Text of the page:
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author = "Duncan French and Kevin THOMPSON and Stephen Garland and Christopher Barnes and Matthew Portas and Peter Hood and Graeme Wilkes",
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The effects of contrast bathing and compression therapy on muscular performance. / French, Duncan; THOMPSON, Kevin; Garland, Stephen; Barnes, Christopher; Portas, Matthew; Hood, Peter; Wilkes, Graeme.

In: Medicine and Science in Sports and Exercise, Vol. 40, No. 7, 07.2008, p. 1297-1306.

Research output: Contribution to journalArticle

TY - JOUR

T1 - The effects of contrast bathing and compression therapy on muscular performance

AU - French, Duncan

AU - THOMPSON, Kevin

AU - Garland, Stephen

AU - Barnes, Christopher

AU - Portas, Matthew

AU - Hood, Peter

AU - Wilkes, Graeme

PY - 2008/7

Y1 - 2008/7

N2 - Contrast bathing (CB) and compression garments (CG) are widely used to promote recovery.PURPOSE: To evaluate CB and CG as regeneration strategies after exercise-induced muscle damage (EIMD).METHODS: Baseline values of muscle soreness, serum creatine kinase (CK) and myoglobin (Mb), joint range of motion, limb girth, 10- or 30-m sprint, countermovement jump (CMJ), and five repetition maximum squat were completed by 26 young men who then undertook a resistance exercise challenge (REC) to induce EIMD: 6 x 10 parallel squats at 100% body weight with 5-s one repetition maximum eccentric squat superimposed onto each set. After the REC, subjects were separated into three intervention groups: CB, CG, and control (CONT). Forty-eight hours after REC, the subjects exercise performance was reassessed. CK and Mb were also measured +1, +24, and +48 h post-REC.RESULTS: CK was elevated at +24 h ( upward arrow140%; upward arrow161%; upward arrow270%), and Mb was elevated at +1 h ( upward arrow523%; upward arrow458%; upward arrow682%) in CB, CG, and CONT. Within-group large effect sizes for loge[CK] were found for CB at +24 h (0.80) and +48 h (0.84). Area under the [Mb] curve was lower in CB compared with CG and CONT (P < or = 0.05). At +48 h, significant differences from baseline were found in all groups for CMJ (CG, downward arrow5.1%; CB, downward arrow4.4%; CONT, downward arrow8.5%) and soreness ( upward arrow213%; upward arrow284%; upward arrow284%). Soreness transiently fell at +1 h compared with post-REC in the CB group. At +48 h, midthigh girth increased in CB ( upward arrow1.4%) and CONT ( upward arrow1.6%), whereas 30-m sprint time increased in CG ( upward arrow2%).CONCLUSION: No hierarchy of recovery effects was found. Neither contrast bathing nor compression acted to promote acute recovery from EIMD any more effectively than passive conditions, although contrast bathing may transiently attenuate postexercise soreness.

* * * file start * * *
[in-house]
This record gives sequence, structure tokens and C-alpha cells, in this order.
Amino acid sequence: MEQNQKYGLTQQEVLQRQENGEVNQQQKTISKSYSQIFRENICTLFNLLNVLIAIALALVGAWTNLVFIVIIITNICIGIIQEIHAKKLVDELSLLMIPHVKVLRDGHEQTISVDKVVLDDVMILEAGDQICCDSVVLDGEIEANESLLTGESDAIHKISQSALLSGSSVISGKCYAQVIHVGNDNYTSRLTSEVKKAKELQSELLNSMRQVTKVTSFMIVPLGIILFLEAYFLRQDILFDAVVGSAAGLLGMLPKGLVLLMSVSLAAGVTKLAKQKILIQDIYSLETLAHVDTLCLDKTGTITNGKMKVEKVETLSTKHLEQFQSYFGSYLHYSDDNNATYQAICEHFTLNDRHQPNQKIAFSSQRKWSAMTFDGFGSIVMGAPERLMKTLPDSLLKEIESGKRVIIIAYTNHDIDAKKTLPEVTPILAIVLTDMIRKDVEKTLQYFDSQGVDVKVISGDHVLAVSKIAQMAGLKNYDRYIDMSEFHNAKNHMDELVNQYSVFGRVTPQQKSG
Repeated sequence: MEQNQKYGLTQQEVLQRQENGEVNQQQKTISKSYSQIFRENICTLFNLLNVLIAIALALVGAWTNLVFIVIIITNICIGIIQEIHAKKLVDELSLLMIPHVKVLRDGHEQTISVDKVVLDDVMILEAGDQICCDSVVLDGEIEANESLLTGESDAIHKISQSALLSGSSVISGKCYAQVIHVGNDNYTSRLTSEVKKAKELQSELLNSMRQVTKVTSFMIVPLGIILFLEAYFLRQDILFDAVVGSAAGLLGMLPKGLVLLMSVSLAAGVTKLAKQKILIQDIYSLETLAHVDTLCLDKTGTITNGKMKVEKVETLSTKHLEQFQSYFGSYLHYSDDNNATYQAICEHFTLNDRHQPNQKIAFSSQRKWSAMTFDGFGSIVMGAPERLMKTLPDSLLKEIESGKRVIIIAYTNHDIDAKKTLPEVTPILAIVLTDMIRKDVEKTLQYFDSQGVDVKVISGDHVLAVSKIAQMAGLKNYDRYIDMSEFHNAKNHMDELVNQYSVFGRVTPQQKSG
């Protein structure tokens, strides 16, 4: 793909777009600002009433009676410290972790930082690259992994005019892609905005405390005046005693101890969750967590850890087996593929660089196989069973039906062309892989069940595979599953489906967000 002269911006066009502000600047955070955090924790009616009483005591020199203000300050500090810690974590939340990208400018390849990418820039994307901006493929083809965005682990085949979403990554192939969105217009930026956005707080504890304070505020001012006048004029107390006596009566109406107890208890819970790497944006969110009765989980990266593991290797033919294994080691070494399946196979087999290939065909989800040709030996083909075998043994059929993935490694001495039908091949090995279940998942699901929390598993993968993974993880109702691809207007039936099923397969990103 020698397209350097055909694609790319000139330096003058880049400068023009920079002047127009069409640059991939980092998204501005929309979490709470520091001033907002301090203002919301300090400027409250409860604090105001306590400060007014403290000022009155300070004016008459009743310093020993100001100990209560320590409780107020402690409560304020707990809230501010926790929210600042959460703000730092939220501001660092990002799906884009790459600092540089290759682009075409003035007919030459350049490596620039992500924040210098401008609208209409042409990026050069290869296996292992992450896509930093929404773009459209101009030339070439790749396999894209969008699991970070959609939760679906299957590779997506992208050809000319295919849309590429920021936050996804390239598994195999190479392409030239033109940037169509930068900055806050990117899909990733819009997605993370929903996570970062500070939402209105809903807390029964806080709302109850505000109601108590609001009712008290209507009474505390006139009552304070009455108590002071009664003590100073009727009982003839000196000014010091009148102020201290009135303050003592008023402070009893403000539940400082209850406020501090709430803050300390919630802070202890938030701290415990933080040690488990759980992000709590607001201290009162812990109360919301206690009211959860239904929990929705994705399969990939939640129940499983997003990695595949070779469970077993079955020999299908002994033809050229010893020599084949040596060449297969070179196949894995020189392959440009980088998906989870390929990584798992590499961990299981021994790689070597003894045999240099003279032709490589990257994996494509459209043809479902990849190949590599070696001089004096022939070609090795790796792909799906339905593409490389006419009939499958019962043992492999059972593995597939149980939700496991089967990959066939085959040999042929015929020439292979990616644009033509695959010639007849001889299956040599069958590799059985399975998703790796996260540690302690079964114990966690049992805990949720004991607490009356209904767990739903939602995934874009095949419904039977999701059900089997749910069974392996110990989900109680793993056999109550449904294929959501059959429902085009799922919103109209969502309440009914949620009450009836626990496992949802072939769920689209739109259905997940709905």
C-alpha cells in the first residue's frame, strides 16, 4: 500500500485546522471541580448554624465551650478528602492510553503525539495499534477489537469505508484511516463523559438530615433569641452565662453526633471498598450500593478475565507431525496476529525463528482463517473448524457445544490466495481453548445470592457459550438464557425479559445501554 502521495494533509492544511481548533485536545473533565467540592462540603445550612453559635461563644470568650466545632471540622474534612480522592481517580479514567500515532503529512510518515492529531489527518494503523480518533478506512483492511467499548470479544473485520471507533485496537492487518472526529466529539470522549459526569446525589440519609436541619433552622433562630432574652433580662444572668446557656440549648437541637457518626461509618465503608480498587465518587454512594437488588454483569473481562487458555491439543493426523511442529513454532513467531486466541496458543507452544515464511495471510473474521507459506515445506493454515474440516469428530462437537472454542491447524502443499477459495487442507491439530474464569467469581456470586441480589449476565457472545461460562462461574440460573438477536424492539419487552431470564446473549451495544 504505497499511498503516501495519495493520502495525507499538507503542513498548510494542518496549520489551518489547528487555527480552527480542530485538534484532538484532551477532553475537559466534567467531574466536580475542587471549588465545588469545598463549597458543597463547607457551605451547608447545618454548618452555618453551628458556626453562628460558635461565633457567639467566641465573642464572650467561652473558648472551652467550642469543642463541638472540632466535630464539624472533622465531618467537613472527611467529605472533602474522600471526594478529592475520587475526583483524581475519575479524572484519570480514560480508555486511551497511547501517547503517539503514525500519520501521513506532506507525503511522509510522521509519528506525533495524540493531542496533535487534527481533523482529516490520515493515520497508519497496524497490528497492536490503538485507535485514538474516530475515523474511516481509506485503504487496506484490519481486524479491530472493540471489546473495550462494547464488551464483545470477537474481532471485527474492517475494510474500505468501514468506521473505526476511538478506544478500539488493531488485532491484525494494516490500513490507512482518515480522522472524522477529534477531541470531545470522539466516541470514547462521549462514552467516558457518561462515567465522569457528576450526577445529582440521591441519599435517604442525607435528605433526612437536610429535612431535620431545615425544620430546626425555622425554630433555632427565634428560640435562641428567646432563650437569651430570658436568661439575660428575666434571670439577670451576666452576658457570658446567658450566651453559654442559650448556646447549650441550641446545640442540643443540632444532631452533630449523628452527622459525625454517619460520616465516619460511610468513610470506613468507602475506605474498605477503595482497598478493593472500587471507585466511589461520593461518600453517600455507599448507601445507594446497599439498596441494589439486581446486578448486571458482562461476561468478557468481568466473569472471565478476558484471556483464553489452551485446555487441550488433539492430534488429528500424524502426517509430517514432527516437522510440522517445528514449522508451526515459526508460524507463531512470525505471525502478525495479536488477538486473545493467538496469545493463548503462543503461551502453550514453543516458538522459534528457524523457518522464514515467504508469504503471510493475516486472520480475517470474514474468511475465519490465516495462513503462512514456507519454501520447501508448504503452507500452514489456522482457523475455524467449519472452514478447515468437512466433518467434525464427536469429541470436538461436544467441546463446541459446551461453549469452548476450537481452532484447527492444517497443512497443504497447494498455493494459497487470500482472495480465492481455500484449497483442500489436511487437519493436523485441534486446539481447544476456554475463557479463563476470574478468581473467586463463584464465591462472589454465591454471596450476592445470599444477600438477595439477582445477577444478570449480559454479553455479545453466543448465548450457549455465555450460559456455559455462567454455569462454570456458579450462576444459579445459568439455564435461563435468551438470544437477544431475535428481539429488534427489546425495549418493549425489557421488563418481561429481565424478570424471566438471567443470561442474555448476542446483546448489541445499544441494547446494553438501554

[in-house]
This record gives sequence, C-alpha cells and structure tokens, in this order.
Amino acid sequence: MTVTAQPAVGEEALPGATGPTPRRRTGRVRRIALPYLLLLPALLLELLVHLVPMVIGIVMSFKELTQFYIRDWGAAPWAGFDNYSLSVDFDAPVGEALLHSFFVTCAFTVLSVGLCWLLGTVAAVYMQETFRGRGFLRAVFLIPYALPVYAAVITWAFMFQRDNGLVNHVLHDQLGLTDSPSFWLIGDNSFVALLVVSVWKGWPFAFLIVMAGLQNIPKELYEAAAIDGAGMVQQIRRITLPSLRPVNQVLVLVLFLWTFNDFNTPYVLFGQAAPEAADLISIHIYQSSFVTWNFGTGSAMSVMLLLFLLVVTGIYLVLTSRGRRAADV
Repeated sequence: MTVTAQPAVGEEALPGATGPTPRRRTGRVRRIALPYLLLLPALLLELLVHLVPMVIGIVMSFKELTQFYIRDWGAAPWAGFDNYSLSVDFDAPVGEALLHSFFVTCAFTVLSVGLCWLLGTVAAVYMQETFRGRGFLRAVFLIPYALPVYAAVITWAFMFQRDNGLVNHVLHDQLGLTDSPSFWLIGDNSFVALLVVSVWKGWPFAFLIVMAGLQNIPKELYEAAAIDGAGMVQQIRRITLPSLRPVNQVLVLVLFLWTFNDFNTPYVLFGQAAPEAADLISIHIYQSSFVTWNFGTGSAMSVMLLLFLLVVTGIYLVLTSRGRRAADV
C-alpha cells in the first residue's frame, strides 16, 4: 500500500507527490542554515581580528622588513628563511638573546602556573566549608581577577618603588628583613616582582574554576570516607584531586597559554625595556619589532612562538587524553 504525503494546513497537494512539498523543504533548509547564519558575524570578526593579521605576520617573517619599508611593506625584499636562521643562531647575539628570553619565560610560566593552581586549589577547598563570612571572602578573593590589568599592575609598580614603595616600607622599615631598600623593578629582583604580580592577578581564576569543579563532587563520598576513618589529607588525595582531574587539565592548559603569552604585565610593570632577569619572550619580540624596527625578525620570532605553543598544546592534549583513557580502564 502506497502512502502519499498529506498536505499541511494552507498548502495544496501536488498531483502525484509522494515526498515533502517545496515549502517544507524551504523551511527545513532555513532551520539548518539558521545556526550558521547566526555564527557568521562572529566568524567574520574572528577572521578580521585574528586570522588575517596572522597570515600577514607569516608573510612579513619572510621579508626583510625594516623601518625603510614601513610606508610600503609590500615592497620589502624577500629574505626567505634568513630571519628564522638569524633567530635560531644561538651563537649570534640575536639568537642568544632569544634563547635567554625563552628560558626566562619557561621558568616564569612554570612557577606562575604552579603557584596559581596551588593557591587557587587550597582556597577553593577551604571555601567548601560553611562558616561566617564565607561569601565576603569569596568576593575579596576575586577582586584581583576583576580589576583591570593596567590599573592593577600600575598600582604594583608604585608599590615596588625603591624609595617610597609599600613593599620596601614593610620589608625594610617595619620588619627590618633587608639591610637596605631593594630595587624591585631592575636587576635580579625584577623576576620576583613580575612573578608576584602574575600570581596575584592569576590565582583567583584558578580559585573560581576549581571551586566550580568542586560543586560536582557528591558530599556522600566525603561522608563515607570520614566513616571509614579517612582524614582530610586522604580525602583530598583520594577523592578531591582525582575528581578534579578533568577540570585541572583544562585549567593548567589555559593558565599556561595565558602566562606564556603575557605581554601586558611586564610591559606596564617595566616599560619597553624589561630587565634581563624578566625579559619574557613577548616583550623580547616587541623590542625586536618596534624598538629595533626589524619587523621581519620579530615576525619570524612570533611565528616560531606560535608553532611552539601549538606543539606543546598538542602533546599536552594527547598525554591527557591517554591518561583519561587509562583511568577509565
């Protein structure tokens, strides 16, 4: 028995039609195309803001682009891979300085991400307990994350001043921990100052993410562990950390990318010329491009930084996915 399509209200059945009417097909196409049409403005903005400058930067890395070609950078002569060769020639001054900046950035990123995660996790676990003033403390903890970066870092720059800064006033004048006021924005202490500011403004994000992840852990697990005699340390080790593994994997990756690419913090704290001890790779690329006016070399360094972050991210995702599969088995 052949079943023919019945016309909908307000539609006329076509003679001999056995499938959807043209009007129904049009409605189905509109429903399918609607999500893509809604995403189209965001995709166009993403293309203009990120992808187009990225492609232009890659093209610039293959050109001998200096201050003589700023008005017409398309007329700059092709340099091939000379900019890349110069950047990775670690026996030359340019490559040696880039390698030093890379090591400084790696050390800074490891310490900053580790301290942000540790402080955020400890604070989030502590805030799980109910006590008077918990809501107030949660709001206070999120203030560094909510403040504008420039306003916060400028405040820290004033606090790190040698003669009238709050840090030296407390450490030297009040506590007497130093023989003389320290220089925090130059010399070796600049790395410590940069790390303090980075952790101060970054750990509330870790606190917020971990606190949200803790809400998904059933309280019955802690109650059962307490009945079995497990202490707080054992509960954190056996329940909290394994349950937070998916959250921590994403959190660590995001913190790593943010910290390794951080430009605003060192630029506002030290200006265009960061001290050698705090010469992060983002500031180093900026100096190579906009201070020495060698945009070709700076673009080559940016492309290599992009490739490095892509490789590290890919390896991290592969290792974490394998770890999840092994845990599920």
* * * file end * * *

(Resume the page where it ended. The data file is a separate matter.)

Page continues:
AB - Contrast bathing (CB) and compression garments (CG) are widely used to promote recovery.PURPOSE: To evaluate CB and CG as regeneration strategies after exercise-induced muscle damage (EIMD).METHODS: Baseline values of muscle soreness, serum creatine kinase (CK) and myoglobin (Mb), joint range of motion, limb girth, 10- or 30-m sprint, countermovement jump (CMJ), and five repetition maximum squat were completed by 26 young men who then undertook a resistance exercise challenge (REC) to induce EIMD: 6 x 10 parallel squats at 100% body weight with 5-s one repetition maximum eccentric squat superimposed onto each set. After the REC, subjects were separated into three intervention groups: CB, CG, and control (CONT). Forty-eight hours after REC, the subjects exercise performance was reassessed. CK and Mb were also measured +1, +24, and +48 h post-REC.RESULTS: CK was elevated at +24 h ( upward arrow140%; upward arrow161%; upward arrow270%), and Mb was elevated at +1 h ( upward arrow523%; upward arrow458%; upward arrow682%) in CB, CG, and CONT. Within-group large effect sizes for loge[CK] were found for CB at +24 h (0.80) and +48 h (0.84). Area under the [Mb] curve was lower in CB compared with CG and CONT (P < or = 0.05). At +48 h, significant differences from baseline were found in all groups for CMJ (CG, downward arrow5.1%; CB, downward arrow4.4%; CONT, downward arrow8.5%) and soreness ( upward arrow213%; upward arrow284%; upward arrow284%). Soreness transiently fell at +1 h compared with post-REC in the CB group. At +48 h, midthigh girth increased in CB ( upward arrow1.4%) and CONT ( upward arrow1.6%), whereas 30-m sprint time increased in CG ( upward arrow2%).CONCLUSION: No hierarchy of recovery effects was found. Neither contrast bathing nor compression acted to promote acute recovery from EIMD any more effectively than passive conditions, although contrast bathing may transiently attenuate postexercise soreness.

KW - Creatine kinase

KW - Eccentric exercise

KW - Muscle damage

KW - Resistance exercise

U2 - 10.1249/MSS.0b013e31816b10d5

DO - 10.1249/MSS.0b013e31816b10d5

M3 - Article

VL - 40

SP - 1297

EP - 1306

JO - Medicine Science in Sports Exercise

JF - Medicine Science in Sports Exercise

SN - 0195-9131

IS - 7

ER -